25th Sunday After Trinity November 16, 1997
When Joseph’s brothers saw that their father was dead, they said, “Perhaps Joseph will hate us, and may actually repay us for all the evil which we did to him.” So they sent messengers to Joseph, saying, “Before your father died he commanded, saying, ‘Thus you shall say to Joseph: “I beg you, please forgive the trespass of your brothers and their sin; for they did evil to you.”’ Now, please, forgive the trespass of the servants of the God of your father.” And Joseph wept when they spoke to him. Then his brothers also went and fell down before his face, and they said, “Behold, we are your servants.” Joseph said to them, “Do not be afraid, for am I in the place of God? But as for you, you meant evil against me; but God meant it for good, in order to bring it about as it is this day, to save many people alive. Now therefore, do not be afraid; I will provide for you and your little ones.” And he comforted them and spoke kindly to them.
In the name of our Redeemer, who has torn down the barrier of sin between us, Himself and each other, dear Christian friends, dear fellow redeemed.
Startling things can happen when people let conflicts come between them. We’ve heard the stories before. The disgruntled employee commits a violent act on his co-workers or his supervisor. Acts of violence and murder take place between family members. While there’s never a good reason to commit murder, we can usually trace the cause. A long-standing conflict brews and escalates, until the person blows up and does something rash. In the last couple of years, I have noticed seminars on the subject of conflict resolution. The social worker and the psychologist tell us that people must learn certain coping skills; they must develop the ability to resolve conflicts between themselves and other people.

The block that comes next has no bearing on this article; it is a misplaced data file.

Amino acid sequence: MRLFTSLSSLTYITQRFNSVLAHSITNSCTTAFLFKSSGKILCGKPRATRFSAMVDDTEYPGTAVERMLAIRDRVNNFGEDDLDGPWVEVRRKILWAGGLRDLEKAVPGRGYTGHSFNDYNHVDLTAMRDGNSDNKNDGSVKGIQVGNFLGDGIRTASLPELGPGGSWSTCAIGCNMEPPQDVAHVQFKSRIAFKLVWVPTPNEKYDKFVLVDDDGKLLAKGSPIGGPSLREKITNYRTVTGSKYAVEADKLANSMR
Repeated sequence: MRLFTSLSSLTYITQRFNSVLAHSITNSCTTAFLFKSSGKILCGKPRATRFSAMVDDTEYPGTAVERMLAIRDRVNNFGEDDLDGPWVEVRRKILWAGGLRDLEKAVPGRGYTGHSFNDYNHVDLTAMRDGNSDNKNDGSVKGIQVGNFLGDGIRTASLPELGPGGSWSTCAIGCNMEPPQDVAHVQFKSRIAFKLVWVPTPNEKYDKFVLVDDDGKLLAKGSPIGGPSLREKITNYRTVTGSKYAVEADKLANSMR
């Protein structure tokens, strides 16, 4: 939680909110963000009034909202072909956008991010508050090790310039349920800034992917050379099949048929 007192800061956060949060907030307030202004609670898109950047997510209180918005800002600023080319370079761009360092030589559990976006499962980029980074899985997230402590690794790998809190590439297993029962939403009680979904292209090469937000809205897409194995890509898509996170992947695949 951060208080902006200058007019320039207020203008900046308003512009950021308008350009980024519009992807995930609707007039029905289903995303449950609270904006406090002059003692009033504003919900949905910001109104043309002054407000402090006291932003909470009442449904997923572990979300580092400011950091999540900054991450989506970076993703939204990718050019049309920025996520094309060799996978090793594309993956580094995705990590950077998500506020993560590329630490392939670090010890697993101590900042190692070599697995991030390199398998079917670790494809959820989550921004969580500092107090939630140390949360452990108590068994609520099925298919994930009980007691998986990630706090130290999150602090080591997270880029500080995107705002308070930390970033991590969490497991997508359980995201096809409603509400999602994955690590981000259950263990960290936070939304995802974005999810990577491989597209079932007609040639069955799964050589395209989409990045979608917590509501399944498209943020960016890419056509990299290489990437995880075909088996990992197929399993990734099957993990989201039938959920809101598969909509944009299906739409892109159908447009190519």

I’ll be the first to agree: conflict resolution is a necessary part of life. But the mere effort of individuals will not get the job done. Methods of psychology do not account for the effect that sin has on human interaction. If conflict resolution is going to be successful, God must show us the way. He, after all, has resolved the greatest conflict ever between Himself and us. What Jesus did to remove our sin was more than history. It has power and influence in our daily life. In our text today, we see that Joseph found this power and put it to use. His example is good for us to learn and practice. Joseph teaches us to use…
When the Bible describes the lives of believers, it does not cover up the “low-lights,” the sins that they committed. We hear about Peter’s denial of Jesus, David’s adultery with Bathsheba, and his subsequent murder of the husband Uriah. The story of Jacob and his family falls into the same category. In his old age Jacob foolishly showed favoritism to his younger son, Joseph. The older brothers got tired of little brother and his dreams. As we heard in our Scripture reading (Gen. 37:12-28), they plotted to kill him. Thanks to the intervention of Reuben, Joseph’s life was spared. But even Reuben could not stop the others from selling Joseph into slavery. The psychologist would probably look upon this family and declare it to be dysfunctional. They were so consumed with jealousy and hatred that they sold their own flesh and blood, went home to Jacob, and told a cruel lie. To cover their own tracks, they said that the boy was dead. They let their father go through the trauma of losing a son, when in fact the son was alive. So much conflict, so much damage, all because of sins that were committed between family members.
It’s hard for us to imagine that Christians would act this way. But really, we shouldn’t be too surprised. Christians are not better than other people. They still have a rotten sinful nature to contend with. They have moments of weakness. We’re not going to use human weakness as an excuse. But we are going to agree that sin can get the better of any one of us. When sin happens between two people and one person victimizes the other, big trouble can happen in a hurry. Tempers flare. Words are said. Feelings are hurt. So what are we supposed to do when people sin against us, or we sin against them? Our fellow believer Joseph provides the answer. He teaches us to use the healing power of Christian forgiveness. In the way that he treated his brothers, he shows us the benefit of forgiving each other.